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Thursday, June 20, 2024

Navigating the Gray Area: Understanding the Legalities of Off-Label Drug Use


In the U.S., 1 in 5 prescriptions are written for an off-label use.1 This means that a physician is prescribing a medication for a purpose that has not been officially approved by the U.S. Food and Drug Administration (FDA). While the FDA approves drugs for specific uses, physicians can legally prescribe them for other uses that they deem medically appropriate.

This practice is common and often based on emerging evidence, clinical experience or guidelines from professional medical societies. While sometimes this allows medications to be overused or misused, it also protects doctors’ ability to freely treat patients, and patients’ ability to use all available treatments after making an informed decision.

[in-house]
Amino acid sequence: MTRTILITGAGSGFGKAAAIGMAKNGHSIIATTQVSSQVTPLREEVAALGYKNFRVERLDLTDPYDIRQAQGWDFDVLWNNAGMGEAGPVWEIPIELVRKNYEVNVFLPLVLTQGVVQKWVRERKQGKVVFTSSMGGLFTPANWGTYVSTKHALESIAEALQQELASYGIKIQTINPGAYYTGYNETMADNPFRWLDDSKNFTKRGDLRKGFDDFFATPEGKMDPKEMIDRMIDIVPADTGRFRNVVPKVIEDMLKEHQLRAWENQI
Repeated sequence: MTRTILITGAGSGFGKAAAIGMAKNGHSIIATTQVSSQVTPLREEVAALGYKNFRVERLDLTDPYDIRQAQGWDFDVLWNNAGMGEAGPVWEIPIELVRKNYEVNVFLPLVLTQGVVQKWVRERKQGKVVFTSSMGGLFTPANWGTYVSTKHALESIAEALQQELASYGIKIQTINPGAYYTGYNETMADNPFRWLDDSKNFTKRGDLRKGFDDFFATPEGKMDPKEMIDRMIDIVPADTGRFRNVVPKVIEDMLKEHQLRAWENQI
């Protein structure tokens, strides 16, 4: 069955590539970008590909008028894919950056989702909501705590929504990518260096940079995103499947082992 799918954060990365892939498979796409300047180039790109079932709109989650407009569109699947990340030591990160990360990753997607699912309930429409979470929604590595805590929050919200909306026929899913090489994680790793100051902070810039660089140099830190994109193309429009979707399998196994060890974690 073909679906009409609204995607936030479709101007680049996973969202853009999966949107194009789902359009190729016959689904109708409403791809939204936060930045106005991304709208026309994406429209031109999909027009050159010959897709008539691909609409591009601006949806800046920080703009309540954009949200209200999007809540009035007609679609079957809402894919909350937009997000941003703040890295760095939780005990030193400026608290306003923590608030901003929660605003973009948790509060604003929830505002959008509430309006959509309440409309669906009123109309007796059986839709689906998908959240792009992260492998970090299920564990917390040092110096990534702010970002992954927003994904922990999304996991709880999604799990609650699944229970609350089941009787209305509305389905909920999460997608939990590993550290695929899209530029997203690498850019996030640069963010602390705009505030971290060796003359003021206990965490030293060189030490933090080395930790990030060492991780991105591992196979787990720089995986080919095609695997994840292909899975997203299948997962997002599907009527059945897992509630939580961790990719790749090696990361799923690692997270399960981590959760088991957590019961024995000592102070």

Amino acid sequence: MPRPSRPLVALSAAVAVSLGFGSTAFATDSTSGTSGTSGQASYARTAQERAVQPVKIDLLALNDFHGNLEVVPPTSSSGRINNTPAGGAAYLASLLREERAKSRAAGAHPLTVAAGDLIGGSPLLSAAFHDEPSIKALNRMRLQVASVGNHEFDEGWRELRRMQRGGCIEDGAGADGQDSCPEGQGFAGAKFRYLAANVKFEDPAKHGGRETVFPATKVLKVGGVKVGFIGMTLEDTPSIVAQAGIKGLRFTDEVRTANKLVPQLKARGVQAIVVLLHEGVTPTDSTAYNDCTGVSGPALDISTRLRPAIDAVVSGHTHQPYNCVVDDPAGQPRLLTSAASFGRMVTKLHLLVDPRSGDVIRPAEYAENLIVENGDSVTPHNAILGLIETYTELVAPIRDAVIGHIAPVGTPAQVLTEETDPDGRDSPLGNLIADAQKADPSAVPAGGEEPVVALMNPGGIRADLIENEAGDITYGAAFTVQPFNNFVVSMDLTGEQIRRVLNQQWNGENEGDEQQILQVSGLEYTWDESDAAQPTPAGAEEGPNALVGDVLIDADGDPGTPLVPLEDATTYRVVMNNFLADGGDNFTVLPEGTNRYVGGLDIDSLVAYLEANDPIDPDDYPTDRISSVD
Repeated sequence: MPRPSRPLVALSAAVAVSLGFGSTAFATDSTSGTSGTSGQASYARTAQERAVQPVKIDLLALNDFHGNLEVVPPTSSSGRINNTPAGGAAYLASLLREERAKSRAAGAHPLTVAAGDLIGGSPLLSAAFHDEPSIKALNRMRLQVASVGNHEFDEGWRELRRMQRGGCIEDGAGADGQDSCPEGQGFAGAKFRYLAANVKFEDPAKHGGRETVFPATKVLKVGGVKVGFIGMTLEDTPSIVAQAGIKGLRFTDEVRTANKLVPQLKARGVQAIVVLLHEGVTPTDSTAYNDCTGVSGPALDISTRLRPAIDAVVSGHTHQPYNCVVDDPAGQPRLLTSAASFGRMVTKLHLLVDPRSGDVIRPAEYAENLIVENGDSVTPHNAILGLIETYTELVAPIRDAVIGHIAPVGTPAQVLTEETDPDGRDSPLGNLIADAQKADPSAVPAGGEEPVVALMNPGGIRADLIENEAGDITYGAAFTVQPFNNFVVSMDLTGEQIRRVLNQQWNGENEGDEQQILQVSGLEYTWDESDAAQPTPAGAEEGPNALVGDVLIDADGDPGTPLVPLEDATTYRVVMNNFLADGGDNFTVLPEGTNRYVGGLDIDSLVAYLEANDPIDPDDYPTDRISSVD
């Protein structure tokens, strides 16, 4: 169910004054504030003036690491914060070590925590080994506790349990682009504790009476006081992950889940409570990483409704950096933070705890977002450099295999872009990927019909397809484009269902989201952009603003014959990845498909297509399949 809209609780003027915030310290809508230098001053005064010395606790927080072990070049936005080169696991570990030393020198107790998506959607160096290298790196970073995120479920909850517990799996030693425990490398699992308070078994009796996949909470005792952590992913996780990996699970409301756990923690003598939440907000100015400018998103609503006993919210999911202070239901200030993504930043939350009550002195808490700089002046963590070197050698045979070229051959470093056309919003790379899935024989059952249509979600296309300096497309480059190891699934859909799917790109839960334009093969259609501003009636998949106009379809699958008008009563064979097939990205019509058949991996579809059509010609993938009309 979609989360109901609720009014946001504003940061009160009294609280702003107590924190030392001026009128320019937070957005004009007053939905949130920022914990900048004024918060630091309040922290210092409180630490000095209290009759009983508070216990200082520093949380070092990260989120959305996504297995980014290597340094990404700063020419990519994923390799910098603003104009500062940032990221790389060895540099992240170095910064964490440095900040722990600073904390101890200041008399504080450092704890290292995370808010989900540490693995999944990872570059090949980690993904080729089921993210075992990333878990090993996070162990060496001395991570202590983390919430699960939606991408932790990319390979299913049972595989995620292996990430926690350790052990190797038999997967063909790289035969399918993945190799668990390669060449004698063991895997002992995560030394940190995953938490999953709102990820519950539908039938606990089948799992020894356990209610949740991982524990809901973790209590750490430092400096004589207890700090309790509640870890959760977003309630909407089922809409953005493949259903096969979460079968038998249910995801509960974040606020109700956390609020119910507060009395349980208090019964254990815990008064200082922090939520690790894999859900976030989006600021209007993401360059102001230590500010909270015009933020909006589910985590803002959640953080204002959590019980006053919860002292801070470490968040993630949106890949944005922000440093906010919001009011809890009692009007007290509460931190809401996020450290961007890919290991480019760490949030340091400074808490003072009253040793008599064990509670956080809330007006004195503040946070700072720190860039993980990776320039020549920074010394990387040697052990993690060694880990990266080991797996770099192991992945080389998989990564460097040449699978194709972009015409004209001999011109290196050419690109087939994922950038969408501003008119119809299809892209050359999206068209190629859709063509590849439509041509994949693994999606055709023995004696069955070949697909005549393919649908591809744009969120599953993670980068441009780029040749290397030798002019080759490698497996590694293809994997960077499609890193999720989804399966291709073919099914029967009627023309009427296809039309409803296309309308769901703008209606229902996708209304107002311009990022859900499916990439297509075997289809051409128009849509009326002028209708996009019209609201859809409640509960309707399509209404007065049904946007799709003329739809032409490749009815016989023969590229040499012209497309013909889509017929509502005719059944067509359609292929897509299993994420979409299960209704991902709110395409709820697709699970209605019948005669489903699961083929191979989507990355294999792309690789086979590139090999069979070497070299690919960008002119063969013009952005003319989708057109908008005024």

As it relates to progesterone — one of four hormones I believe most adults can benefit from — the route of administration is particularly important and influences its effectiveness.

Unfortunately, if applied transmucosally, which is the preferred method, the FDA views this as turning the supplement into a drug. So, due to this gray area, over-the-counter progesterone products cannot list transmucosal application on their label, even though it is perfectly legal for physicians to prescribe it that way.

Legal Technicalities Block Best Route of Progesterone Administration on Labels

In the complex landscape of modern medicine, off-label drug use represents a significant gray area that both empowers and challenges health care providers and patients. It’s important to understand that while the FDA regulates the approval and marketing of pharmaceuticals, it does not control the practice of medicine.